No topic related to the feminist movement has aroused such passion and controversy as much as the right to an abortion. In the 1960s, there was no federal law regulating abortions, and many states had banned the practice entirely, except when the life of the mother was endangered.
Women's groups argued that illegality led many women to seek black market abortions by unlicensed physicians or to perform the procedure on themselves. As a result, several states such as California and New York began to legitimize abortions. With no definitive ruling from the federal government, women's groups sought the opinion of the United States Supreme Court.
The battle began in Texas, which outlawed any type of abortion unless a doctor determined that the mother's life was in danger. The anonymous Jane Roe challenged the Texas law, and the case slowly made its way to the highest court in the land.
After two years of hearing evidence, the Court invalidated the Texas law by a 7-2 vote. Using the same reasoning as the Griswold v. Connecticut decision, the majority of the justices maintained that a right to privacy was implied by the Ninth and Fourteenth Amendments. No state could restrict abortions during the first three months, or trimester, of a pregnancy.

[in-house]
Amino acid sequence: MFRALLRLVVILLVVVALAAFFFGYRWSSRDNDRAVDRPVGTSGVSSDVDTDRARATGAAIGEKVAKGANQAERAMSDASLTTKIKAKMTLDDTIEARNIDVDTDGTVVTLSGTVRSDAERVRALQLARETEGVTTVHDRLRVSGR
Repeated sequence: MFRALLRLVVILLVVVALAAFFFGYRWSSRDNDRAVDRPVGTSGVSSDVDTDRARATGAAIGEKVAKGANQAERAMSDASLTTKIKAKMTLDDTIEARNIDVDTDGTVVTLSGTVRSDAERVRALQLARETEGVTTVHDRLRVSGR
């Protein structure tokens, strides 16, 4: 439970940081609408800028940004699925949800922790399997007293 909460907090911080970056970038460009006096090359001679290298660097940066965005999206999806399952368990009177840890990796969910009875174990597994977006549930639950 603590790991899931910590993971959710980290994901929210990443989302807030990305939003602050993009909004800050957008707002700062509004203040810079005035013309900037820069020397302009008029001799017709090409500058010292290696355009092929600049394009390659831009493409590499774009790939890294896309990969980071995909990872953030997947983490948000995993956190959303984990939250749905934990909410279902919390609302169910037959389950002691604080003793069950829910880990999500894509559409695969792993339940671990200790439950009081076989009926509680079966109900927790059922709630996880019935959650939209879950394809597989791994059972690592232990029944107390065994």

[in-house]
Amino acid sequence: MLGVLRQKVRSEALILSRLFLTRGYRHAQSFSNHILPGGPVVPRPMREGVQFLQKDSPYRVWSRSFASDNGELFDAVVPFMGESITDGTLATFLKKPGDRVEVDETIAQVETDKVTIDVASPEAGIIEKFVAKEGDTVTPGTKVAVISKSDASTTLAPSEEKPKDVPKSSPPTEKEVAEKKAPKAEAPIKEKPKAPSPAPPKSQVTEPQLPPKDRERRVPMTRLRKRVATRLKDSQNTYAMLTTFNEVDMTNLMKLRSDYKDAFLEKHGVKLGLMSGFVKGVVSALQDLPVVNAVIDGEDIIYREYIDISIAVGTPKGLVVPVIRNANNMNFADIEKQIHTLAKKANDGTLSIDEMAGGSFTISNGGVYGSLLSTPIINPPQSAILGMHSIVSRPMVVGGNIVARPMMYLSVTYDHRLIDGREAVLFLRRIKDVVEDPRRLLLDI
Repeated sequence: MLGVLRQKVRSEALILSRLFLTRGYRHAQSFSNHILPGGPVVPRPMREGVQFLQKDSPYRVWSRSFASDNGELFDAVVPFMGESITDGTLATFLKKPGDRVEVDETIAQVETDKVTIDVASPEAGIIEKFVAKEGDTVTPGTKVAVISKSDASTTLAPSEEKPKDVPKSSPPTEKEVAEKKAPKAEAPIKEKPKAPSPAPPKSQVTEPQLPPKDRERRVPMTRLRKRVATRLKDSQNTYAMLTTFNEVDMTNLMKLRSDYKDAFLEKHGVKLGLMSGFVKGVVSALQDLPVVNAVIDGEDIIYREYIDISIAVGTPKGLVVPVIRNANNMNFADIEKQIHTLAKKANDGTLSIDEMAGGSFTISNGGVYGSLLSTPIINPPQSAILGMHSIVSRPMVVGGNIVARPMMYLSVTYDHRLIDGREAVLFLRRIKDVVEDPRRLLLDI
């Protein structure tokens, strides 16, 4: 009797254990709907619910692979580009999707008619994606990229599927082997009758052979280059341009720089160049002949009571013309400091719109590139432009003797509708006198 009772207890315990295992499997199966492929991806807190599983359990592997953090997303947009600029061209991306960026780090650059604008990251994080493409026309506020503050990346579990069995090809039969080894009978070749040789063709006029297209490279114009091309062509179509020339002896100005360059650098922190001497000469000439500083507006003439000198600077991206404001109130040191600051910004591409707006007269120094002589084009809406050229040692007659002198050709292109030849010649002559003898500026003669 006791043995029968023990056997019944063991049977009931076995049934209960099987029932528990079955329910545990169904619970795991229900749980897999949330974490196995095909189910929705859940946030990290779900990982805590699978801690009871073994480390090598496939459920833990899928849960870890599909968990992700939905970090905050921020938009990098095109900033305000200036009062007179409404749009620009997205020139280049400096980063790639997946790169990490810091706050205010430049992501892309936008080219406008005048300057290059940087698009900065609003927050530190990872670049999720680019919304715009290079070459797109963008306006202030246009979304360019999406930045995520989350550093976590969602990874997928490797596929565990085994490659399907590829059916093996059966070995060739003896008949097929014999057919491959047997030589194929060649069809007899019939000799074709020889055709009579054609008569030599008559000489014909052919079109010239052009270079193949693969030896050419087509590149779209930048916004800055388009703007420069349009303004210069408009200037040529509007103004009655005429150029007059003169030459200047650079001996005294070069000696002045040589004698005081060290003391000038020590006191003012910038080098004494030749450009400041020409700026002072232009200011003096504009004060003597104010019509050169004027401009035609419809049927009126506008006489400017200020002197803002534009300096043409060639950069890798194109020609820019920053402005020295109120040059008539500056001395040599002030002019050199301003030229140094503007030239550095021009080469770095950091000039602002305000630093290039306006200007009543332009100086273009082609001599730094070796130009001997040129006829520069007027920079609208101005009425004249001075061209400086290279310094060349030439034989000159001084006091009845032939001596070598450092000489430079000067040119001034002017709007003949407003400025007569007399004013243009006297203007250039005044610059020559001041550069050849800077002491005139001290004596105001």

States were permitted to adopt restrictive laws in accordance with respecting the mother's health during the second trimester. The practice could be banned outright during the third trimester. Any state law that conflicted with this ruling was automatically overturned.
Women's groups were ecstatic. But immediately an opposition emerged. The Roman Catholic Church had long criticized abortion as a form of infanticide. Many fundamentalist Protestant ministers joined the outcry. The National Right to Life Committee formed with the explicit goal of reversing Roe v. Wade.
Religious traditions throughout the world have very different views on unborn children. In Japan, the Bodhisattva Jizo is the guardian of unborn children and...